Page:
During the height of the pandemic, workers at Allied Bakeries in Liverpool were hard at work. The workers, members of the Bakers, Food and Allied Workers Union (BFAWU), were on the verge of strike action in a pay dispute but abandoned their strike to assist with the national effort. Classed as essential workers, they strived to support the most vulnerable, donating over 25,000 packets of pancakes to food banks, hospitals, and nursing homes across the city. Teams at the bakery also delivered much-needed supplies to local hospitals.
‘We fed the nation during the pandemic. Now, we’re struggling to feed ourselves.’ Those are the words of John Owens, a union rep and worker at Allied Bakeries for over 25 years. He’s on the picket line outside the bakery, demanding a decent pay rise. A 48-hour strike began on Tuesday and, this weekend, workers are back on the picket line for a second one. The most recent offer by the company is ten percent over two years. Given sky-rocketing inflation, workers feel this offer is inadequate for the financial challenges they face.
After nearly 12 months of pay negotiations, amid the worst squeeze on living standards since the 1950s, workers like John felt they had no choice but to strike. ‘A lot of my colleagues are working overtime to make ends meet. We just have a flat base rate of pay whereas those in the engineering department get extra money on top. We’re simply asking to be treated fairly,’ says John.
Hard Work, Low Pay
Dan has worked at Allied Bakeries for the last ten years and has never felt angrier than he is today. ‘I’ve worked Boxing Day night shifts, Saturdays, Sundays, Bank Holidays and even New Year’s Day, when the whole country apart from emergency services is off work. It doesn’t matter what day I work; I get 11.47 an hour. We don’t get bank holidays off, unless if falls that way on the shift system.’
Workers here are on a shift system; they work two days and two nights, then get four days off. It means unsociable hours are the rule, not the exception – much to the detriment of family life. ‘The minimum wage has increased over the years but our pay hasn’t significantly increased. I’ve been here ten years and I’m earning just one pound and five pence an hour more than the minimum wage.’
BFAWU recently released a report about the shocking situation those in the food industry find themselves in. It found that nearly one in five workers in the industry are forced to rely on foodbanks – a ten percent increase in just three years. It’s a damning indictment of the in-work poverty in the sector, where workers are increasingly unable to afford the food that they themselves produce.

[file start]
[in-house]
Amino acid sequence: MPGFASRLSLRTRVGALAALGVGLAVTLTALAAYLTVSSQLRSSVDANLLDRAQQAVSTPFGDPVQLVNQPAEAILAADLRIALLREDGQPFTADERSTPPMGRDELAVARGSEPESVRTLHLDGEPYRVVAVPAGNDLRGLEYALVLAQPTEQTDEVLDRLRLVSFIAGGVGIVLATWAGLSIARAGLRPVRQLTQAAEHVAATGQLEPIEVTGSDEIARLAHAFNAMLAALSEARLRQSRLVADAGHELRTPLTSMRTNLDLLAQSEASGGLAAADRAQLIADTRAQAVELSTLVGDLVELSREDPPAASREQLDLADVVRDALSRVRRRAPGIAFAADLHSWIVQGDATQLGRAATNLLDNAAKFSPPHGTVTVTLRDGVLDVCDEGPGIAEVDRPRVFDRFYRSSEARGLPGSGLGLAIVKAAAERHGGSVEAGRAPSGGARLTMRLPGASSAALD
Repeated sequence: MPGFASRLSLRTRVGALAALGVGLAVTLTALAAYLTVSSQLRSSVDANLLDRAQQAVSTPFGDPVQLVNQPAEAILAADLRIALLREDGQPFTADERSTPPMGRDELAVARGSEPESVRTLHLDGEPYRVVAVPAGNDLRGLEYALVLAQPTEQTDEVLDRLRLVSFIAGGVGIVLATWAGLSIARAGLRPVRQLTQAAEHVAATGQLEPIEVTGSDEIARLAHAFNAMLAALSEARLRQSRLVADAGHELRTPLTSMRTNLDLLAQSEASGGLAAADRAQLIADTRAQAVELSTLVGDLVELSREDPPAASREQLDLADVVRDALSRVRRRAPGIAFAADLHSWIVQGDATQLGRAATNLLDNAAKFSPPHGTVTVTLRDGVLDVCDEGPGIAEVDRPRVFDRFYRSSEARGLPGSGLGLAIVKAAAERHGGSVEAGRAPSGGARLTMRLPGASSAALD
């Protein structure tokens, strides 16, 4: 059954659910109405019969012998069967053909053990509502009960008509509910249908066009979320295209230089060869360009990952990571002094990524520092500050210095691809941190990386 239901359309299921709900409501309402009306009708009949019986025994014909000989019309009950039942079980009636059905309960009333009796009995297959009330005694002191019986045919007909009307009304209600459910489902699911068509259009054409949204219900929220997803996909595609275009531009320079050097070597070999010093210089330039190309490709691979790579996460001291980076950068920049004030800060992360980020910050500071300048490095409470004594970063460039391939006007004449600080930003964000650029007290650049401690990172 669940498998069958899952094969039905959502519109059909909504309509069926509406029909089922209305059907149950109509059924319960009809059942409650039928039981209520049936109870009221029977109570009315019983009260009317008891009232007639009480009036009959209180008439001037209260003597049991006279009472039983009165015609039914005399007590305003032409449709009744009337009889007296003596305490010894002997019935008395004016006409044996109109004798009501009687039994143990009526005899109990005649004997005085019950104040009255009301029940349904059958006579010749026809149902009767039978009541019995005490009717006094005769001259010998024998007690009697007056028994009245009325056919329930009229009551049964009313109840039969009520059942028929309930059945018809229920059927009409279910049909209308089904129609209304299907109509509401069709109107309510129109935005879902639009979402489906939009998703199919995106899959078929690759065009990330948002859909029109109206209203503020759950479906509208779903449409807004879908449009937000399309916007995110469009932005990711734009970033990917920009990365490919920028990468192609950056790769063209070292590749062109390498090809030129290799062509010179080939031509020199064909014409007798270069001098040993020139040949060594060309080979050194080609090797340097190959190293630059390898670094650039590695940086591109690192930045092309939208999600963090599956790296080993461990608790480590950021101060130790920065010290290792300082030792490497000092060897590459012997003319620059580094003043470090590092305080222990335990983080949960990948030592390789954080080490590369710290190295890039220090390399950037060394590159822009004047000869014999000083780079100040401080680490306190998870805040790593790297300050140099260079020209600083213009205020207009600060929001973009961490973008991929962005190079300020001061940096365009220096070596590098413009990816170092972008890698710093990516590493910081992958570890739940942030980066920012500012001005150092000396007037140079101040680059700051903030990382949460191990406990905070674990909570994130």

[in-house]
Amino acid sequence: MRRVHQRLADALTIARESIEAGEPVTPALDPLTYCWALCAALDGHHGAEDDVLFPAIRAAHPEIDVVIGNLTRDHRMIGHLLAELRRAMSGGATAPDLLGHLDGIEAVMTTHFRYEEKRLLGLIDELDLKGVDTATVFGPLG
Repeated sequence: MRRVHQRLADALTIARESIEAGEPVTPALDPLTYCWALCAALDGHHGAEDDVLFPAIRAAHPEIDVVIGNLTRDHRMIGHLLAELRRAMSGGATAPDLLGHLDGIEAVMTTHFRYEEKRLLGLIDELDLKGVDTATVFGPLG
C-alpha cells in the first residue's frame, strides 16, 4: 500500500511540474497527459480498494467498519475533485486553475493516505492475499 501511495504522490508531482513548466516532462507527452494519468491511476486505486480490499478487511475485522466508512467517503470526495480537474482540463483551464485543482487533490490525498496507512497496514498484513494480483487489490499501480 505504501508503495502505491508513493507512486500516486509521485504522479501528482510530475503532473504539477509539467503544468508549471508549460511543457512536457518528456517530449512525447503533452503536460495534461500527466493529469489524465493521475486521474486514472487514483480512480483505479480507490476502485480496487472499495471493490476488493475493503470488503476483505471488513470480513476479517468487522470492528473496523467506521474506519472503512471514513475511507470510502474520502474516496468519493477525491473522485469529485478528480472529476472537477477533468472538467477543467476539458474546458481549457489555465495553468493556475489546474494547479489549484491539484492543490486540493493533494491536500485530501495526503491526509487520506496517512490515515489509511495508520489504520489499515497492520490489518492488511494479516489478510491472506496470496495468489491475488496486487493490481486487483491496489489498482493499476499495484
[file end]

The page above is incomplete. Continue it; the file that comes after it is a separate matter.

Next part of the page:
‘All we have experienced in recent years is cuts,’ says one worker at the site. ‘Cuts to our training rates, compassionate leave slashed, bereavement leave cut. There has been no investment in us, and we’ve had enough.’ This testimony comes from a worker in a company that boasts about increased profits, £17 billion in revenue, and rewards for its shareholders.
The company has a high staff turnover and is becoming increasingly reliant on agency workers. ‘They’re struggling to get people in so they’re relying on agency workers who can’t keep up with the pace of the work,’ explains John. ‘It means extra pressure on us.’ ‘I think the company relies on the fact that we’ve been here so long,’ Dan says, ‘and are used to the intensity of the work.’
Conditions at the bakery aren’t great, either, workers say. ‘In the summer, the heat in the factories is terrible,’ explains John. ‘We’ve been requesting a health and safety review for months and months.’
Dan says his spirit has been uplifted by the solidarity on the picket line this weekend where support from the public has been consistent.
‘We had an ambulance go past and show support. They know where we’re coming from because they’ve been there themselves. People have donated food and water. There was a Kingsmill Wagon approaching the bakery. He didn’t go in and instead gave us a big box of Krispy Kreme Doughnuts.’
John Owens remains optimistic about finding a resolution. Eight years ago, workers like him voted for strike action after management attempted to take away breaks from workers. In the end, the mere threat of strike action was enough to get the employer to reverse course. ‘I’ll probably retire in five years but I don’t want to see my good friends and colleagues struggling when I’m gone.’
At time of writing, there have been no new negotiations over pay following two instances of 48-hour strike action. If the employer doesn’t get round the table, workers say they plan to go further – at Allied Bakeries, they want more than crumbs and are determined to fight for it.